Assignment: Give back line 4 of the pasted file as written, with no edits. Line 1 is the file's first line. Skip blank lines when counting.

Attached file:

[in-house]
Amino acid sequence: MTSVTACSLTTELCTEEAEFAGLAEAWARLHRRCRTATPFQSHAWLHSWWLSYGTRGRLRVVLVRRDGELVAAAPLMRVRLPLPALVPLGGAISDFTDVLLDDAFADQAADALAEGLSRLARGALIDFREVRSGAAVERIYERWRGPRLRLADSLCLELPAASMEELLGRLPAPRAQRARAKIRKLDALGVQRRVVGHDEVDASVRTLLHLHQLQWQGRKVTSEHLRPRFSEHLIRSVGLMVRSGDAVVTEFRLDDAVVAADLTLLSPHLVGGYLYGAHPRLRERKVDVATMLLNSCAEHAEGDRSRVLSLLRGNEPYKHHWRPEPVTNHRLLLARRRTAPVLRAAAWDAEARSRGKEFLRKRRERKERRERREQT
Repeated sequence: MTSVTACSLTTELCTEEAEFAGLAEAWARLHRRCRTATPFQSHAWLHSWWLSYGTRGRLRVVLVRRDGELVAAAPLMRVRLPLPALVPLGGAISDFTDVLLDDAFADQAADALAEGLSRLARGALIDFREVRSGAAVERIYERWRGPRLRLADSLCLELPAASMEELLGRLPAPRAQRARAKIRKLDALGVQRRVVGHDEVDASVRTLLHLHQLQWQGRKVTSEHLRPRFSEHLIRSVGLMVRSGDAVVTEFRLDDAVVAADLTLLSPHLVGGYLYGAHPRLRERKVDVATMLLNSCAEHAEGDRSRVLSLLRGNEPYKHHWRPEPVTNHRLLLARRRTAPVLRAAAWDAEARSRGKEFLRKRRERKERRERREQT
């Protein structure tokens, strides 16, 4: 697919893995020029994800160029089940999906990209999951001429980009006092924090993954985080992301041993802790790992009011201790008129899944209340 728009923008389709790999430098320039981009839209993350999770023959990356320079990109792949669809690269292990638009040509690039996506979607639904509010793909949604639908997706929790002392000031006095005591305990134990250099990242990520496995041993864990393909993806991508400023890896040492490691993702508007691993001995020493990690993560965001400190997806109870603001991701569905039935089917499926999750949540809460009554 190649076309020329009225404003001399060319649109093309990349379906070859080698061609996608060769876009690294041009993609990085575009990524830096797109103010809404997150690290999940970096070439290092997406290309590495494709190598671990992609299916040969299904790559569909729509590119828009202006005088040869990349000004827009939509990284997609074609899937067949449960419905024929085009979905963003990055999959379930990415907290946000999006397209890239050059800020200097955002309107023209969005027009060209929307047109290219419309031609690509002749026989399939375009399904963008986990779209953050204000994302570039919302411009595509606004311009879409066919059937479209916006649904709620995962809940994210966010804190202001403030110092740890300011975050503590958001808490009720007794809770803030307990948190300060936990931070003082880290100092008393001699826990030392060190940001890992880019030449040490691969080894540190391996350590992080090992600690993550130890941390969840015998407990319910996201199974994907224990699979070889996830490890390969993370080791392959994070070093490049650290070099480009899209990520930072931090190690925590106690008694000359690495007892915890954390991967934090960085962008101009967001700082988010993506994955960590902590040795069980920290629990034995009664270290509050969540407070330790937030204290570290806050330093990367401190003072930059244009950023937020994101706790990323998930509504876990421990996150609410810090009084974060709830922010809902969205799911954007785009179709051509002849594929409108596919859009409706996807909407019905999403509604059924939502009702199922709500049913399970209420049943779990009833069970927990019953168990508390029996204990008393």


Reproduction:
């Protein structure tokens, strides 16, 4: 697919893995020029994800160029089940999906990209999951001429980009006092924090993954985080992301041993802790790992009011201790008129899944209340 728009923008389709790999430098320039981009839209993350999770023959990356320079990109792949669809690269292990638009040509690039996506979607639904509010793909949604639908997706929790002392000031006095005591305990134990250099990242990520496995041993864990393909993806991508400023890896040492490691993702508007691993001995020493990690993560965001400190997806109870603001991701569905039935089917499926999750949540809460009554 190649076309020329009225404003001399060319649109093309990349379906070859080698061609996608060769876009690294041009993609990085575009990524830096797109103010809404997150690290999940970096070439290092997406290309590495494709190598671990992609299916040969299904790559569909729509590119828009202006005088040869990349000004827009939509990284997609074609899937067949449960419905024929085009979905963003990055999959379930990415907290946000999006397209890239050059800020200097955002309107023209969005027009060209929307047109290219419309031609690509002749026989399939375009399904963008986990779209953050204000994302570039919302411009595509606004311009879409066919059937479209916006649904709620995962809940994210966010804190202001403030110092740890300011975050503590958001808490009720007794809770803030307990948190300060936990931070003082880290100092008393001699826990030392060190940001890992880019030449040490691969080894540190391996350590992080090992600690993550130890941390969840015998407990319910996201199974994907224990699979070889996830490890390969993370080791392959994070070093490049650290070099480009899209990520930072931090190690925590106690008694000359690495007892915890954390991967934090960085962008101009967001700082988010993506994955960590902590040795069980920290629990034995009664270290509050969540407070330790937030204290570290806050330093990367401190003072930059244009950023937020994101706790990323998930509504876990421990996150609410810090009084974060709830922010809902969205799911954007785009179709051509002849594929409108596919859009409706996807909407019905999403509604059924939502009702199922709500049913399970209420049943779990009833069970927990019953168990508390029996204990008393």